Evaluating the ecological performance curve requires a meaningful measure of environmental temperature. This treats temperature as part of an overall thermal energy balance for an animal, which results in a rational metric: for environmental temperature called the operative temperature. Evaluating the operative temperature and is variation through the day and through the year can be combined with the ecological performance curve to fully characterize and animals thermal niche. This shows that poikilotherms adapt to varying temperatures and varying habitats through behavior rather than genetic adaptation.
KW: temperature adaptation; ecological performance curve; Sprint speed; lizard; thermal niche; behavior;
Life exists over a broad range of temperatures, from hot springs to glaciers. This is where adaptation is pushed to its limits. We'll see some examples of these adaptations.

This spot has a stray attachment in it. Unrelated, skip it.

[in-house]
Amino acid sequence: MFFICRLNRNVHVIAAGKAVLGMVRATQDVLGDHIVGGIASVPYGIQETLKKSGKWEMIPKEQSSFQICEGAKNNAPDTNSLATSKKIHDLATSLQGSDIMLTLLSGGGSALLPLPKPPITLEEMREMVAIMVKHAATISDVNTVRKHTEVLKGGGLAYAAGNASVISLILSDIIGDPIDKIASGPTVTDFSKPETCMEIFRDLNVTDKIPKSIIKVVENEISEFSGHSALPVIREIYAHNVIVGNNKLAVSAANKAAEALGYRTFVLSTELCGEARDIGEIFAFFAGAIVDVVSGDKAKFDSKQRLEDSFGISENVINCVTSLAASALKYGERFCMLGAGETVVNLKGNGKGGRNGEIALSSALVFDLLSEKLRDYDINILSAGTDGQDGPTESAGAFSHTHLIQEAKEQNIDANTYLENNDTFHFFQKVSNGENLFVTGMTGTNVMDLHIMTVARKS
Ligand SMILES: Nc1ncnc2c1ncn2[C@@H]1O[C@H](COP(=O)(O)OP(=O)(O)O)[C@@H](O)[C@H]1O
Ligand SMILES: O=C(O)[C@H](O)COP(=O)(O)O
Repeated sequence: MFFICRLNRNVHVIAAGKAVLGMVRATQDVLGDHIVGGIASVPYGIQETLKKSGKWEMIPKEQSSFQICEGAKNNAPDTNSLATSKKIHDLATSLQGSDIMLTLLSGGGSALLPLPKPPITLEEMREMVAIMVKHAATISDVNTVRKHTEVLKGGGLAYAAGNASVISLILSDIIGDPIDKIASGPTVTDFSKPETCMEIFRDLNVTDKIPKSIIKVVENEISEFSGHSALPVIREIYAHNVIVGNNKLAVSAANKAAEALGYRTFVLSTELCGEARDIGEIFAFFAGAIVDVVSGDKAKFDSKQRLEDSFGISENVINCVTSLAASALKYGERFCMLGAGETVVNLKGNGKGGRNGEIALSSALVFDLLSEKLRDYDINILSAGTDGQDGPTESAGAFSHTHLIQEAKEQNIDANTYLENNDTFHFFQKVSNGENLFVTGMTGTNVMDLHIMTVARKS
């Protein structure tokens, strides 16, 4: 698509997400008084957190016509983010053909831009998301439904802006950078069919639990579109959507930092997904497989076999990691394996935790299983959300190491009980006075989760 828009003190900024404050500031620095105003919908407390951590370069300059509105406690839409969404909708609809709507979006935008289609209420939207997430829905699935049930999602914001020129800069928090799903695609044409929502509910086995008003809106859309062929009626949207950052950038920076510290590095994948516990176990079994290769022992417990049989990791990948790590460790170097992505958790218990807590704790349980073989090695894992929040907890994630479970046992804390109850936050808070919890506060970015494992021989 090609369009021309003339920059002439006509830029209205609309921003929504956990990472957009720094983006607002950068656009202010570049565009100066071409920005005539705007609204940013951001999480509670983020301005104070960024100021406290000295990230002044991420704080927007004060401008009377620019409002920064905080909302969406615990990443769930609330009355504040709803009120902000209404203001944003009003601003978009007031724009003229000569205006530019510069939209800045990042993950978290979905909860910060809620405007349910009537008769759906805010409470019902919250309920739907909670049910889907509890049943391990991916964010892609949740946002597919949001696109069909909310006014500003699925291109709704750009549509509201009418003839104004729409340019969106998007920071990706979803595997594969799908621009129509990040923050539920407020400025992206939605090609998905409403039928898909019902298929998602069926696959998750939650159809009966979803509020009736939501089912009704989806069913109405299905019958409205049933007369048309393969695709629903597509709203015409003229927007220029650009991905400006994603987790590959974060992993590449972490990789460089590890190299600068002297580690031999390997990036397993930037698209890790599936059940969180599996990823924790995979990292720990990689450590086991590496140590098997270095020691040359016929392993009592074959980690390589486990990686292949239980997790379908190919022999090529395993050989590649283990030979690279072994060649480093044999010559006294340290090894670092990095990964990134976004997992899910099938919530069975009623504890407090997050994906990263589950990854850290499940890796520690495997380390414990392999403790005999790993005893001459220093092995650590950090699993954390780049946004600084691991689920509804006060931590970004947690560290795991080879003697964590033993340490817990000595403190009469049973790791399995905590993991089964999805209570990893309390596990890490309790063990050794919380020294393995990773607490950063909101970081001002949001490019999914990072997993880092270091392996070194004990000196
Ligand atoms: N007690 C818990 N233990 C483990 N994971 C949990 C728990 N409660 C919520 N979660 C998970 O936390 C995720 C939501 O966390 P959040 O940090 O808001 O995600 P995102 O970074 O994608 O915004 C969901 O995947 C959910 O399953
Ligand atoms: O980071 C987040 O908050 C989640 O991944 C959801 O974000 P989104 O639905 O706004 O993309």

Adapting to extremes of temperature involves special manipulations of the animal’s energy budget. In particular, adapting to extreme high temperatures requires some manipulation of the evaporation heat loss term of net metabolism. Although life can exist at temperatures much hotter than this, animals with complex nervous systems appear to be limited to about 40°C or so.
KW: temperature adaptation; evaporation; body temperature tolerance; energy budget;
Water evaporates from the body through two principal routes: through the skin, and from the lungs. For most animals, evaporation is divided roughly half and half between cutaneous and respiratory water losses. Evaporation from the skin is largely a passive process, limited by diffusion from the wet internal layers of the skin through the meshwork of keratin cells that make up the epidermis. Evaporation heat loss to the skin can be manipulated by variations of skin thickness, the presence of impermeable diffusion barriers like scales, or by the presence of oils in the skin.